For the past three Outdoor Retailer shows, I’ve blogged about the longstanding prevalence of plaid shirts in the outdoor industry. This year, I was burned out; I didn’t want to talk about plaid any more. But as I walked the red-carpeted runways of the show last week, I realized I wasn’t alone—lots of people have had their fill of plaid and are ready for a change. So I’ll talk about that instead…
Perusing the show between meetings, some new trends began to take shape. Several plaidternatives were in evidence, from paisley to animal prints, vertical stripes to polka dots.
The simple solid color option, often in subdued grays, greens, and blues, was popular, too. Meanwhile, I noted quite a few button-up shirts with heathered yarns or herringbone weaves or other subtle textures. Several denim shirts were even in evidence.
As with many aspects of modern society, cultural fashion norms at the OR Show appear to be moving ever towards the informal. Where plaid, short-sleeve, button-front shirts once served as the “dress up shirt for the outdoor guy” (to quote Patagonia’s Kristo Torgerson), now wicking synthetic base layers and even T-shirts are becoming acceptable garb for meetings, especially among the younger crowd.
As I stopped passers-by in the crowd to snap photos of their plaidless ensembles, I asked a few why they had opted to leave the tartan tailoring at home.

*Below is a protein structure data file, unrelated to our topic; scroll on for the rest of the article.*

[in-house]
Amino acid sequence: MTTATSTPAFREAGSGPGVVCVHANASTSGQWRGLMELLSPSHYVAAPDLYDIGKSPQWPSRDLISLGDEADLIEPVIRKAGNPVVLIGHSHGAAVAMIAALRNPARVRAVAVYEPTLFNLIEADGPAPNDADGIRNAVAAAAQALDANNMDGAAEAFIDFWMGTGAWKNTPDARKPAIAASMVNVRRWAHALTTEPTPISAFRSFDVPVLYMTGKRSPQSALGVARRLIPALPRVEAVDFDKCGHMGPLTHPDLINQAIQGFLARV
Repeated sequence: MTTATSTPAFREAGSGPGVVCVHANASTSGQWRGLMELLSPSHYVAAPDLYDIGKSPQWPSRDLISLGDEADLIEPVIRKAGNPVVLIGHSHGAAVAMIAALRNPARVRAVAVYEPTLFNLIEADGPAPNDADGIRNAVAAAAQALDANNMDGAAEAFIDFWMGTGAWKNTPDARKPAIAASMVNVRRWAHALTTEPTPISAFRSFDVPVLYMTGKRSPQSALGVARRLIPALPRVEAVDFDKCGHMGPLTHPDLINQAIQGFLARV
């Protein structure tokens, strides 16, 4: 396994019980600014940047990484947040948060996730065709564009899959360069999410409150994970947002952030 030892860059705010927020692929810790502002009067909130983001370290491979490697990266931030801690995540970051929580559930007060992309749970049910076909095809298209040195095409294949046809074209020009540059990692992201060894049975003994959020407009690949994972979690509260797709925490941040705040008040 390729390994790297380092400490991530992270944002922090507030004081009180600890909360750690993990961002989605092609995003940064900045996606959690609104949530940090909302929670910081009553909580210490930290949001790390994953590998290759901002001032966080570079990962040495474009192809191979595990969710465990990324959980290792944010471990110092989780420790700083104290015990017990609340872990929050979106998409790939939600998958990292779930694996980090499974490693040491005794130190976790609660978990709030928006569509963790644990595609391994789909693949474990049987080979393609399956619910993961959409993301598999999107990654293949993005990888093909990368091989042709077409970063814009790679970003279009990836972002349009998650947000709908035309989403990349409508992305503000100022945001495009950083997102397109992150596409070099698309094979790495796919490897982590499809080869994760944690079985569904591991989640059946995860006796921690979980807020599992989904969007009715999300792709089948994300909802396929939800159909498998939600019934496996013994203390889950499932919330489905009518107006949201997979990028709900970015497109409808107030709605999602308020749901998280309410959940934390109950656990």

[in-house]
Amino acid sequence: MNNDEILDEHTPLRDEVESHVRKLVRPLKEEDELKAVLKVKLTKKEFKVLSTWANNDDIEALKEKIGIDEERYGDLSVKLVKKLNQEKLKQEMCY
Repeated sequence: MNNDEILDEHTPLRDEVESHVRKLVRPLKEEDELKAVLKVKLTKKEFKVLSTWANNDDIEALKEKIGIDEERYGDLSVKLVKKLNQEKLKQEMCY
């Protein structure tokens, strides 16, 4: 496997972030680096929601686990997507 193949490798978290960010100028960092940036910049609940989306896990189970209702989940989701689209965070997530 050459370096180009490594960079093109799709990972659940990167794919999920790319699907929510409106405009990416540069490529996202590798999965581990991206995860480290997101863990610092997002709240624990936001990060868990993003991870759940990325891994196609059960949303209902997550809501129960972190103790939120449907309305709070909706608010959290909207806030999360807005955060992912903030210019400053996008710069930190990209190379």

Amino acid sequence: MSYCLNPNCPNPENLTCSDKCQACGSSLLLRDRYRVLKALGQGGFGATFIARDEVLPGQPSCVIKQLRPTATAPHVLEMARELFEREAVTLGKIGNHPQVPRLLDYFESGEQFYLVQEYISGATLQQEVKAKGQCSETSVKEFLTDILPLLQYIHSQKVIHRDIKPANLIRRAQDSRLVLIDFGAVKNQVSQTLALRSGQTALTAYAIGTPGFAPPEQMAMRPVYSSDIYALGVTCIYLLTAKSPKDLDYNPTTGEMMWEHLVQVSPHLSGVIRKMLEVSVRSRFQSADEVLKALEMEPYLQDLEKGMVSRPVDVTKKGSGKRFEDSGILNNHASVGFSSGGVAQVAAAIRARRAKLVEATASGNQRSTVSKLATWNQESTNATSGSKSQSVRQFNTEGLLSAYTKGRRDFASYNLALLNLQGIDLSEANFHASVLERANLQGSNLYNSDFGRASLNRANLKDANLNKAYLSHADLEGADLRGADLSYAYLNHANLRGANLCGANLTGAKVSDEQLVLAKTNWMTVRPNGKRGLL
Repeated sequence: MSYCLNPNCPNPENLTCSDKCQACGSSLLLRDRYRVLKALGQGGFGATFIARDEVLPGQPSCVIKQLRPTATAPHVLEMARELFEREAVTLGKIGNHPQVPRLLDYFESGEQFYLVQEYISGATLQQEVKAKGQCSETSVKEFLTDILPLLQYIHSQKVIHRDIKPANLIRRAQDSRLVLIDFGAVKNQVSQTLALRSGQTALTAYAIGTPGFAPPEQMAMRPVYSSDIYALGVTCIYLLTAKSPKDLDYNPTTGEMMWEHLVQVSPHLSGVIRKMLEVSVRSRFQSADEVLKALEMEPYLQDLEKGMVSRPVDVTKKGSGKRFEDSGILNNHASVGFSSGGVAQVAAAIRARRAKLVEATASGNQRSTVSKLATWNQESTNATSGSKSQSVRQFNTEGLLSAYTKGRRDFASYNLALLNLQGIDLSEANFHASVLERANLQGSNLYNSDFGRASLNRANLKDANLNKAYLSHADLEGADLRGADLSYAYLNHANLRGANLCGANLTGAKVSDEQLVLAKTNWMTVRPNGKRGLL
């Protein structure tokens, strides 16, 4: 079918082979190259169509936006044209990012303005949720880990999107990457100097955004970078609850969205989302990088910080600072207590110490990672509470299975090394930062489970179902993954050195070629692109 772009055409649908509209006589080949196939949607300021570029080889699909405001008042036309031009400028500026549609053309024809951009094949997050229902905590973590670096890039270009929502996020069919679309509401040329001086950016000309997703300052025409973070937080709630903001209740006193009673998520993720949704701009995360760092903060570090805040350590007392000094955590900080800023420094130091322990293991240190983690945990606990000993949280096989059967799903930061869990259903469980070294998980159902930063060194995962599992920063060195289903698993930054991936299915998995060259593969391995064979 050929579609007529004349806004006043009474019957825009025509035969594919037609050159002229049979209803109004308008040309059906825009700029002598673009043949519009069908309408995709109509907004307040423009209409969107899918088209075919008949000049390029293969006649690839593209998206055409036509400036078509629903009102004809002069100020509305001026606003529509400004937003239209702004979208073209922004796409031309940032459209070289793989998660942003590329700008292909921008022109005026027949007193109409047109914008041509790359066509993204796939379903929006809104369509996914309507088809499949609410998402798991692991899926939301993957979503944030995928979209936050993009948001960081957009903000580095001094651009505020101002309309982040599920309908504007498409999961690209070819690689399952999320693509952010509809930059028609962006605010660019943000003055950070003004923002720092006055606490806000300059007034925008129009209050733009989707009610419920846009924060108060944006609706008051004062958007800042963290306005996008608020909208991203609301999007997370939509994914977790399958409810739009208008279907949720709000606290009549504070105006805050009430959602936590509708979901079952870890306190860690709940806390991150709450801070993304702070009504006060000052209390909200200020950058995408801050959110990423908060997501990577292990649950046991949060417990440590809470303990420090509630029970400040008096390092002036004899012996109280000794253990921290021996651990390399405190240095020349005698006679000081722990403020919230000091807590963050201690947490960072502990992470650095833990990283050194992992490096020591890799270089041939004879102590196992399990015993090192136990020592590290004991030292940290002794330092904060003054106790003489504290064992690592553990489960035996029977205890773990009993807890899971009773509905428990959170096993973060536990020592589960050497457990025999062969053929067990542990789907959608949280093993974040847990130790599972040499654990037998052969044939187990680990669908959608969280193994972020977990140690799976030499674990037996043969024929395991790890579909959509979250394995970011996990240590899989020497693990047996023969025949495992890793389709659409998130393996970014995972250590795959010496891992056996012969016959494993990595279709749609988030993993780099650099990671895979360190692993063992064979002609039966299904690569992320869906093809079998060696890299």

“I wear paisley to the show because I don’t want to be just like everyone else,” said one gentleman. “I’ve been boycotting plaid at the show for years,” said another. It was a common refrain.
A confidential source whose spouse works at a prominent outdoor apparel brand confirmed that the coming season’s lines contain more solid colors and fewer plaids.
One friend went so far as to suggest that previous plaid exposés on The Stone Mind may have drawn attention to the trend, spurring self-conscious show-goers to seek other options. It seems unlikely that a lowly blog might move the needle on the outdoor industry’s entrenched plaidiction, but I suppose anything is possible.
Of course, plaid isn’t really dead, just a little less lively. Whereas a few years ago one out of every two men walking the Salt Palace during the OR Show were wearing plaid, now the ratio, by my unscientific methods, is more like one in five.
When I asked a designer for the Seattle-based brand Kavu if plaid was on the way out, she said, “No way—we still sell tons of plaid flannel shirts,” adding that the palette has shifted: towards brighter plaids, comprised of primary or neon colors.
“I love plaid!” declared Sam Krieg, of Krieg Climbing and Cycling, as the show wrapped up. “Seriously. I really do.”
MORE PLAID POSTS
- 50 Shades of Plaid: The Unofficial Uniform of Outdoor Retailer
- Why Plaid? A Closer Look at the Unofficial Uniform of Outdoor Retailer